Why did Jack paint his face in Lord of the Flies?

Jack painted his face in Lord of the Flies in order to be camouflaged better while hunting pigs. His mask later becomes a symbol of his quest for power and the loss of his humanity.

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Jack Merridew's primary goal is to be the unequivocal leader of the group of stranded boys. He is power-hungry and determined to be in control. Fearmongering is also part of Jack's strategy, which is why he plays up the story of the so-called "beast" to frighten the younger boys.

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Jack Merridew's primary goal is to be the unequivocal leader of the group of stranded boys. He is power-hungry and determined to be in control. Fearmongering is also part of Jack's strategy, which is why he plays up the story of the so-called "beast" to frighten the younger boys.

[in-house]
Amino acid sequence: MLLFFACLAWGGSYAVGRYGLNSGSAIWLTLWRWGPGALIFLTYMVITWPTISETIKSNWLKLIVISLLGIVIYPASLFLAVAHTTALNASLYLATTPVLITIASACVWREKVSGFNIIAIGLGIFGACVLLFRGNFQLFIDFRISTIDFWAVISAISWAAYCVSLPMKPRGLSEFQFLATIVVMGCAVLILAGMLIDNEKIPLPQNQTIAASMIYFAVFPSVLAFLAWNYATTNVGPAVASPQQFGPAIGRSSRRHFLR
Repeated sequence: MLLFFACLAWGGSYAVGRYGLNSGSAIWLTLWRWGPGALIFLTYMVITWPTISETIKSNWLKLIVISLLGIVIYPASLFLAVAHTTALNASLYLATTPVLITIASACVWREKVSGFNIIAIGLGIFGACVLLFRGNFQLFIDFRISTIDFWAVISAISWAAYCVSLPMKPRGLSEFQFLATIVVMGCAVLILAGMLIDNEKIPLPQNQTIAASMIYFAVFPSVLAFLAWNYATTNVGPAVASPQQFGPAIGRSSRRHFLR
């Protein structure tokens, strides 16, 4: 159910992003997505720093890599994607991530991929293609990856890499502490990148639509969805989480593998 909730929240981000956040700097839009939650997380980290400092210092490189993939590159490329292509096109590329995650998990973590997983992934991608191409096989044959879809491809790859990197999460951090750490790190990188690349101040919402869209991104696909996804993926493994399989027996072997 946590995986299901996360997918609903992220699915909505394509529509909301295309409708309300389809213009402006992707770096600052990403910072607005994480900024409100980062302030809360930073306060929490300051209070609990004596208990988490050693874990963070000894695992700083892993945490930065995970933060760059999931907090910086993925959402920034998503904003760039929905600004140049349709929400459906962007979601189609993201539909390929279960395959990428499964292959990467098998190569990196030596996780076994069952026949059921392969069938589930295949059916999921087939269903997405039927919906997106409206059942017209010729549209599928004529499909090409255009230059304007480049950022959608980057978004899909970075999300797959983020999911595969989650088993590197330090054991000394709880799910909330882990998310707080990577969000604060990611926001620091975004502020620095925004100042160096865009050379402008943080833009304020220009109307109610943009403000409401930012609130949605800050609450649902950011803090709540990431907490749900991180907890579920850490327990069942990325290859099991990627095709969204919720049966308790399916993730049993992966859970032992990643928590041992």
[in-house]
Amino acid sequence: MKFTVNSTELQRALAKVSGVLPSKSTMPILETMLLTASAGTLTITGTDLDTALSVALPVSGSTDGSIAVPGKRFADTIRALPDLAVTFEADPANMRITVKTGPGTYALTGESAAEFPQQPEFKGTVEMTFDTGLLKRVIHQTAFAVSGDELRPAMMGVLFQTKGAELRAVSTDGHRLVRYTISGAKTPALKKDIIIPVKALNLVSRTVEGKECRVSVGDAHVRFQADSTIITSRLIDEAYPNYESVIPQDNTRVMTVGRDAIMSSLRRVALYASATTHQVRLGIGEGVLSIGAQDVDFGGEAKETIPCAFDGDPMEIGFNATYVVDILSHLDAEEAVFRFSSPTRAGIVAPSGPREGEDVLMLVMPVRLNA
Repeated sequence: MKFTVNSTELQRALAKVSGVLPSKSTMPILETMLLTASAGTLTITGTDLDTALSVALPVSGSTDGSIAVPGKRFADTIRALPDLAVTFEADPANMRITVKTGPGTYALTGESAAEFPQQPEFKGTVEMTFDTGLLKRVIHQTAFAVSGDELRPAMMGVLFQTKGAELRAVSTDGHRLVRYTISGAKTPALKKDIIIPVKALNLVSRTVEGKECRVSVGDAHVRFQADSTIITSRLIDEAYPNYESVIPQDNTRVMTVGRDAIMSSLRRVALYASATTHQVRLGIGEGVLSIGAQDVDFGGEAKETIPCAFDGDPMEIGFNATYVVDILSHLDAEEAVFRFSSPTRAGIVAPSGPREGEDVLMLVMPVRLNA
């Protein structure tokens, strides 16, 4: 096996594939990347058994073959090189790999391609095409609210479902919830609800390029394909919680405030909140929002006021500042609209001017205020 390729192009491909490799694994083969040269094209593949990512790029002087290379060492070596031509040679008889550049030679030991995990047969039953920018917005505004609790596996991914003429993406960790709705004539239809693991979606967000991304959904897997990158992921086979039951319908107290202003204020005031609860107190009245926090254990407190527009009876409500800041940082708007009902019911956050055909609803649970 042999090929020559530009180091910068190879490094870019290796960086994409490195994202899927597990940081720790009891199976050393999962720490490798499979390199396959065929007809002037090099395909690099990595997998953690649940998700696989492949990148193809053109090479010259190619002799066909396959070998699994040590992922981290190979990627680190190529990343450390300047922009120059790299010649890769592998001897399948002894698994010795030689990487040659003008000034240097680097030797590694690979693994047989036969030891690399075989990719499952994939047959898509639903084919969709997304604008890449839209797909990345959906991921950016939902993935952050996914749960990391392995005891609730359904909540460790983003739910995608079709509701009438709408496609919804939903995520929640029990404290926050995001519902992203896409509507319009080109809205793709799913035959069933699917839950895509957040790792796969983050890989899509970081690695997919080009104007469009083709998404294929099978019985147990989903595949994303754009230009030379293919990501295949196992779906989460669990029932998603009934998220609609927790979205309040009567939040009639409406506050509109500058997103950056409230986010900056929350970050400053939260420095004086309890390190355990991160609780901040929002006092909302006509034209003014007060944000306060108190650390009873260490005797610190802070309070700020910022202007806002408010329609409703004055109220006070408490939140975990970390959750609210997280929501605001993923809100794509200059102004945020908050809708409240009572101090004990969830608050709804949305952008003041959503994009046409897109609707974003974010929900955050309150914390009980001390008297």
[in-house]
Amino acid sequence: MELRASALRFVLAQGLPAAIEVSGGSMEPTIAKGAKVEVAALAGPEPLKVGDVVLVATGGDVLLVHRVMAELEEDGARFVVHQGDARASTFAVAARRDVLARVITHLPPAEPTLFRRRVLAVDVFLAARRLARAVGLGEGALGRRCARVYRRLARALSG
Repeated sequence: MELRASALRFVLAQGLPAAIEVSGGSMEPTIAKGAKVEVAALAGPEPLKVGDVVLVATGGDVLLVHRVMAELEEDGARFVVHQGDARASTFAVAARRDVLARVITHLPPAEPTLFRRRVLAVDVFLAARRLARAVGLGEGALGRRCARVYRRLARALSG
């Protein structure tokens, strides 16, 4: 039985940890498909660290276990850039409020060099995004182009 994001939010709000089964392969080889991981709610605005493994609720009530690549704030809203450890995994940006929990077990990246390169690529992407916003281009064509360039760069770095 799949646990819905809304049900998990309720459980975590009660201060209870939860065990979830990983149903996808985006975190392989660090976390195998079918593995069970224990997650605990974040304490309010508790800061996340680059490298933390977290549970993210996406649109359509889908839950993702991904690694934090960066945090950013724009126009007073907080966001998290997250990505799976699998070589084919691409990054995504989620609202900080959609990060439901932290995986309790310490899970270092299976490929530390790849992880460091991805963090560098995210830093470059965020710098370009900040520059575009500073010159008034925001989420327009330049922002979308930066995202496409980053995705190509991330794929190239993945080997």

The reason Jack paints his face is linked to all of these factors. His initial motivation is to achieve better camouflage while hunting pigs after deducing that his efforts have been hampered by his inability to hide. His mask of paint, however, became a symbolic representation of his quest for power and the loss of his humanity.

Of all the children trapped on the island, Jack is arguably the one who loses his humanity the most. His face paint allows him to create a kind of barrier between who he used to be and who he is becoming. If showing one's face is considered "normal" and indicative of societal convention, then Jack's mask is a symbol of him embracing his barbaric leanings.

Jack's camouflage also provides a valuable way for him to hide from the other boys when he wants to. Being hidden keeps him in control, enables him to easily evoke fear, and keeps the power firmly in his hands.

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